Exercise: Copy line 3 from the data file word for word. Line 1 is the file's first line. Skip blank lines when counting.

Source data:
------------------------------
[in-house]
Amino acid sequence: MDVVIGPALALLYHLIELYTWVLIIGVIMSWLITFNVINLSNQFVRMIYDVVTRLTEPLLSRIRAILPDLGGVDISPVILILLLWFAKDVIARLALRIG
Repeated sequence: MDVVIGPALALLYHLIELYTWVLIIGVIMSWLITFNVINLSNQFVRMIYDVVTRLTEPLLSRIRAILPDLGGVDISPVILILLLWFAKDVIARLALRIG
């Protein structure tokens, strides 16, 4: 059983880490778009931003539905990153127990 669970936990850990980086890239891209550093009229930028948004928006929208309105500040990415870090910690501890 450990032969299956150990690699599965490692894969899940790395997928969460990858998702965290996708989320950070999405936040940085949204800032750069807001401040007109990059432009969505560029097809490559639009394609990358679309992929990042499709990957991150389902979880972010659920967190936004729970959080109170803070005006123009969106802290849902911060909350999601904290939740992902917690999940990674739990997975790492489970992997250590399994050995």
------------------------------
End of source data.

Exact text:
Repeated sequence: MDVVIGPALALLYHLIELYTWVLIIGVIMSWLITFNVINLSNQFVRMIYDVVTRLTEPLLSRIRAILPDLGGVDISPVILILLLWFAKDVIARLALRIG